In terms of the recent string of birds of prey caught in traps set for other animals an old cliche comes to mind: A few bad apples can ruin the whole bunch.
While not a trapper myself, I understand that there is a distinct group of people who enjoy the pastime of pursuing pelts and/or attempting to outwit an animal. This is typically done by learning a tremendous amount about the target species' niche in the environment and its patterns of behavior. Nature is harsh, and animals literally continue to survive day by day by cunningly outwitting would-be predators, including humans. To catch one -- particularly the more upper echelon predators like lynx, coyotes and wolves -- you have to know a lot about them if there is any hope of outwitting one.
Then there are the layers of rules and regulations which must be adhered to -- put forth by the state, and locally the Kenai National Wildlife Refuge, to safely and ethically harvest animals.
Despite all this, some people still find a way to muck it up, and by proxy they often make everyone else pursing this hobby or lifestyle look bad in the eyes of the general public.
I can relate; as a dog musher I am always concerned with the actions of other "mushers" who quickly get in and out of this lifestyle. It seems like every few years a person who is captivated by the romantic notion being a musher will start acquiring dogs without doing their homework or learning from a reputable musher.
They quickly see that for every hour spent running dogs, there are typically four to five hours spent caring for and cleaning up after them. Then there also is the tremendous expense that comes with owning dogs.
As reality sets in with these folks who didn't research their hobby before jumping into it with both feet, they are now stuck with more mouths to feed then they can, or care to, afford.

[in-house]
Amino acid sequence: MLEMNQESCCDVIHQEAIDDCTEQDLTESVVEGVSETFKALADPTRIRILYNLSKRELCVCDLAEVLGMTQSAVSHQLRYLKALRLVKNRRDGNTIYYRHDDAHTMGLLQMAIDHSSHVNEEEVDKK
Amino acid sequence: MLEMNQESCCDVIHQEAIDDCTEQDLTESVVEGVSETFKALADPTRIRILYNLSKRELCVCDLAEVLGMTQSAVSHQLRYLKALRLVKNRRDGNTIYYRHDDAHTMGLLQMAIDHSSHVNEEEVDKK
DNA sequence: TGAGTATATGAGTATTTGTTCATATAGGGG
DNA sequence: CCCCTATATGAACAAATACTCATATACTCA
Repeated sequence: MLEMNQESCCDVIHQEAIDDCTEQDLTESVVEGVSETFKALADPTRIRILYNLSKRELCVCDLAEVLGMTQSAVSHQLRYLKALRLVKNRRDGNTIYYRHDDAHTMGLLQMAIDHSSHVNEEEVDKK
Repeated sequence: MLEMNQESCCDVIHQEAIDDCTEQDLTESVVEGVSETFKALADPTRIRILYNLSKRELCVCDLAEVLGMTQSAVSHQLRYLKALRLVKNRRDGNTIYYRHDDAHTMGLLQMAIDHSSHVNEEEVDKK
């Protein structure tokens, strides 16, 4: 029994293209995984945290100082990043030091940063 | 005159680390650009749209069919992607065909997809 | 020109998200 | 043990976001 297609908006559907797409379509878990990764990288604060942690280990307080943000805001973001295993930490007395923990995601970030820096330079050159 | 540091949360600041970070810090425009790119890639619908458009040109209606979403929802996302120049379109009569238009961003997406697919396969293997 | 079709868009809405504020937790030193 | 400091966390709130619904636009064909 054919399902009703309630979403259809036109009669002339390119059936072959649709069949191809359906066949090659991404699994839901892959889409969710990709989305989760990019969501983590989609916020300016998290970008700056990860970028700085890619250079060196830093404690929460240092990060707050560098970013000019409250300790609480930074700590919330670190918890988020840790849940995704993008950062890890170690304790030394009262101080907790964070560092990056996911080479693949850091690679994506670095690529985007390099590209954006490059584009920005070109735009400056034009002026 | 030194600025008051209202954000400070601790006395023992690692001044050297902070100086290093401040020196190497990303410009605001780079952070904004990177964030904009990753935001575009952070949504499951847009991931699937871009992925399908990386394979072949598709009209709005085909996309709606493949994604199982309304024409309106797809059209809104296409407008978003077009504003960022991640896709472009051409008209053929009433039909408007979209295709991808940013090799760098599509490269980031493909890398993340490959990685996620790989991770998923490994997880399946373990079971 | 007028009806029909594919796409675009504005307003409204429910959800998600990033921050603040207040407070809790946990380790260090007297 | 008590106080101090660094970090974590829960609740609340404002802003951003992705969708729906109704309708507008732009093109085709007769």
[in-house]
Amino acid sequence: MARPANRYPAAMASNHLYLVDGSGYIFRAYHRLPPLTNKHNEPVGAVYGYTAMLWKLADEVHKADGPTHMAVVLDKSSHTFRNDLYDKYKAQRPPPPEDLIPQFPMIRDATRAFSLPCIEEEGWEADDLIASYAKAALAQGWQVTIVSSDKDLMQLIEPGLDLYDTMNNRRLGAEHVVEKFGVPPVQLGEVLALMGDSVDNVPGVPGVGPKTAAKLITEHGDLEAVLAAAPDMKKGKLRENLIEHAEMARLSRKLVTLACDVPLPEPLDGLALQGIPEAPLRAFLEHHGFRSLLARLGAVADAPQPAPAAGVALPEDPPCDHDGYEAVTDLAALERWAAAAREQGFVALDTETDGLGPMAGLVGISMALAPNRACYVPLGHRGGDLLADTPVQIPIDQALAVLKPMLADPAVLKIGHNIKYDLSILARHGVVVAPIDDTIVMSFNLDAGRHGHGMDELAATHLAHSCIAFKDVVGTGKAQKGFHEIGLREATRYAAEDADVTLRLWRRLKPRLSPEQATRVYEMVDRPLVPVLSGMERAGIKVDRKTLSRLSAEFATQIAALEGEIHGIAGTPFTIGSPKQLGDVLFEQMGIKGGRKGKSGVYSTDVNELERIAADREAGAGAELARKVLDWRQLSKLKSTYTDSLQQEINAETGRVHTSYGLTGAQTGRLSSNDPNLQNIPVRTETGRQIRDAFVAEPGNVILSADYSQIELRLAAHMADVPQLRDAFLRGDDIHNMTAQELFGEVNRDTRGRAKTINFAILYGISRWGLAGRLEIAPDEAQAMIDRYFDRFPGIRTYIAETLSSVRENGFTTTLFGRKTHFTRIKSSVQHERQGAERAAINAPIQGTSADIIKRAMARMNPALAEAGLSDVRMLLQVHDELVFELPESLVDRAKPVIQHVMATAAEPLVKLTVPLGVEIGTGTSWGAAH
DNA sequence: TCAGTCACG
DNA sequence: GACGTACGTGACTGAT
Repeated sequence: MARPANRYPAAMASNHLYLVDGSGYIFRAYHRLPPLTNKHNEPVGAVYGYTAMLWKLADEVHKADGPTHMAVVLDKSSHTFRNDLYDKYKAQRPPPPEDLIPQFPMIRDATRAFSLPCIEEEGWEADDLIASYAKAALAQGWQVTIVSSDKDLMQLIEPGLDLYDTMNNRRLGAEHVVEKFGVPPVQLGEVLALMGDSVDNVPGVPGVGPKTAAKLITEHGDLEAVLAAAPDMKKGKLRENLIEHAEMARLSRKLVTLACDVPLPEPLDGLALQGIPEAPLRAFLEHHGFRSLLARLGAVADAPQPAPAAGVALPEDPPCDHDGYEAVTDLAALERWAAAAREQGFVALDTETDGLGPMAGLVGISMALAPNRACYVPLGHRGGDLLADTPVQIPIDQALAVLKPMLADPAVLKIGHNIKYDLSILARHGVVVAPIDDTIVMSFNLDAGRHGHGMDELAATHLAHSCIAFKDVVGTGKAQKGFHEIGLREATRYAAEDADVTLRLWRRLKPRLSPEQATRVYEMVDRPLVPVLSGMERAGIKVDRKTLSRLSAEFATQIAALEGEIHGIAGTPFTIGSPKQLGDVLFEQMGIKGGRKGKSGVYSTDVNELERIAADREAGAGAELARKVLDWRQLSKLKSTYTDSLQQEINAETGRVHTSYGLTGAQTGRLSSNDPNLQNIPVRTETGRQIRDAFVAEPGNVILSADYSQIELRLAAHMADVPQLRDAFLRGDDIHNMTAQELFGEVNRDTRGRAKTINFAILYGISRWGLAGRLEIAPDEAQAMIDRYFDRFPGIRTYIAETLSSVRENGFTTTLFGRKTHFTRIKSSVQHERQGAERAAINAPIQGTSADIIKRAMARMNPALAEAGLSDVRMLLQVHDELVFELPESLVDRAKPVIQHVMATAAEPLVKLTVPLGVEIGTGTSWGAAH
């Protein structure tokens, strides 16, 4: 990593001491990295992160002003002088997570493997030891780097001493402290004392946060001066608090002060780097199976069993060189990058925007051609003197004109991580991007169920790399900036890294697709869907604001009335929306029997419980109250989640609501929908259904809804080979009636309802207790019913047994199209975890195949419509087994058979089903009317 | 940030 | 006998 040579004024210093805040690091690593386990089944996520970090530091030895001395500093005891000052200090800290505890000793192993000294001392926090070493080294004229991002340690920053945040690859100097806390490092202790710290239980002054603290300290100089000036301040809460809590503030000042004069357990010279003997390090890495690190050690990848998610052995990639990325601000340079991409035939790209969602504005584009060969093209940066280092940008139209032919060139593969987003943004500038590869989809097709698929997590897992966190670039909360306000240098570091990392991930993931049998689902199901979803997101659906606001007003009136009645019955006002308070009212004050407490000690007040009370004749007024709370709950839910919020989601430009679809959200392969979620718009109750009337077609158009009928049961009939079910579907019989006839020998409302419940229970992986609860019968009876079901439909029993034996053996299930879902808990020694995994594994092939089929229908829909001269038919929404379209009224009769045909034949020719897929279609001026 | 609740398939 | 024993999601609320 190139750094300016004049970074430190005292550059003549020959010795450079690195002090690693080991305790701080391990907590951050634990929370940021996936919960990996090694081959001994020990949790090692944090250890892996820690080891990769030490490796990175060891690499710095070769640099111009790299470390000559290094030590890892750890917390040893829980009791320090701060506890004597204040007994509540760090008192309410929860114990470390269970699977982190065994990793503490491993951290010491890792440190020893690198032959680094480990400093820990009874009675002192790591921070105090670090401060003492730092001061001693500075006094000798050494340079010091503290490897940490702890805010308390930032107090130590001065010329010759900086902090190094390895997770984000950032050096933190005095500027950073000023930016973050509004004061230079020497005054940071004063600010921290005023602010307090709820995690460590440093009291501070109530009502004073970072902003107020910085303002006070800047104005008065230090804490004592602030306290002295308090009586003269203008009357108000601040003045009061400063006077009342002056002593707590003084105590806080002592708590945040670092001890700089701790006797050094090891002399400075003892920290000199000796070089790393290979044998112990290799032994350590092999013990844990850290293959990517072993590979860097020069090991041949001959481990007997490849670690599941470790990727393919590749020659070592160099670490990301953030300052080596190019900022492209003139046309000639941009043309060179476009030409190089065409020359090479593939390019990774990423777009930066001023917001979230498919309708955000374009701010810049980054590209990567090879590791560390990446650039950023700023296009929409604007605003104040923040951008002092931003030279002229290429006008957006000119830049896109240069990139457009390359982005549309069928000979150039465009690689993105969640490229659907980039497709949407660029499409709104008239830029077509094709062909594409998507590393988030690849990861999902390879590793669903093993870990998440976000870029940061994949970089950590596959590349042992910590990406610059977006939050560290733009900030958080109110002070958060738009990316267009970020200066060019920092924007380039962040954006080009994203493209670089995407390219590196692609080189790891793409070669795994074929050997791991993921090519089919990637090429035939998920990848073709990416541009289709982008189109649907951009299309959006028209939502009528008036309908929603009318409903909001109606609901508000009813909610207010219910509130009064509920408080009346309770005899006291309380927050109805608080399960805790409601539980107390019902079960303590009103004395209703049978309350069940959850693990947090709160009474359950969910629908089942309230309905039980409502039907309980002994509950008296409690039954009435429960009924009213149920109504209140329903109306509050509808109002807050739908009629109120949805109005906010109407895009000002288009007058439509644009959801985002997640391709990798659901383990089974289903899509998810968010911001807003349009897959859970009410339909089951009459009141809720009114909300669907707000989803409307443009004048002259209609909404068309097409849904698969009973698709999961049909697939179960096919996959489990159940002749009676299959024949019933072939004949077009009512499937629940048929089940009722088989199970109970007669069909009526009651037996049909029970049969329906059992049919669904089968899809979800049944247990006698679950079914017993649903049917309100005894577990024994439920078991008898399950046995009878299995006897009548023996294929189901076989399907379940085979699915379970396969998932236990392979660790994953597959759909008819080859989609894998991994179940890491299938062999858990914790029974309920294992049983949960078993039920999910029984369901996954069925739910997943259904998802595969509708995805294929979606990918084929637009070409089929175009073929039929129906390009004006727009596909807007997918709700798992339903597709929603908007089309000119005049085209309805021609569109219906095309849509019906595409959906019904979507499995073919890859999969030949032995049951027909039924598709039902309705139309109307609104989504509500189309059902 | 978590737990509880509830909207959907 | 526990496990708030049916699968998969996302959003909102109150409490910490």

As it has played out in the past, a few of these unsavory characters will either massacre their heathy but now unwanted dog team, or worse yet, just neglect feeding and caring for their dogs until someone happens to notice and call in the authorities or an animal welfare agency.
The headline to this story is never "Wanna-be musher starves his dogs," rather it is "Musher starves his dogs." By proxy, I and every other responsible musher I know will suffer for the actions of these fools. We all lose the trust and respect of those outside our lifestyle, even though we didn't and never would, do anything close to the despicable deeds of these so-called "mushers."
Mike Crawford, president of the Kenai Peninsula Trapper's Association, said he and the other responsible trappers in the organization can relate. They now all suffer the same fate as a result the actions of whoever has recently set these traps -- likely with exposed bait and definitely not anchored well -- that are catching birds of prey.
"Just because a guy sets a trap doesn't mean he is a trapper," Crawford said, and this statement should be seriously mulled over by those who would be quick to lambast the actions of all trappers because of the misdeeds of a few.
Whether you agree with trapping or find it a loathsome, antiquated activity is not the point. Trapping is legal and going to occur, but as such, everyone -- responsible trappers and non-trappers alike -- should work together to ensure that anyone who uses a trap follows the proper procedures for the safe and ethical harvest of only target species.
Those who don't should suffer the penalty, and not just the typical fines or jail time. More importantly they should be made examples of. Not as trappers, but as people who endanger trapping by misusing the tools of this trade.
There is a clear difference between a responsible trapper and a would-be trapper, and the line between them is not blurry, it's just not always clear to those who don't understand it exists.
Joseph Robertia can be reached at firstname.lastname@example.org.
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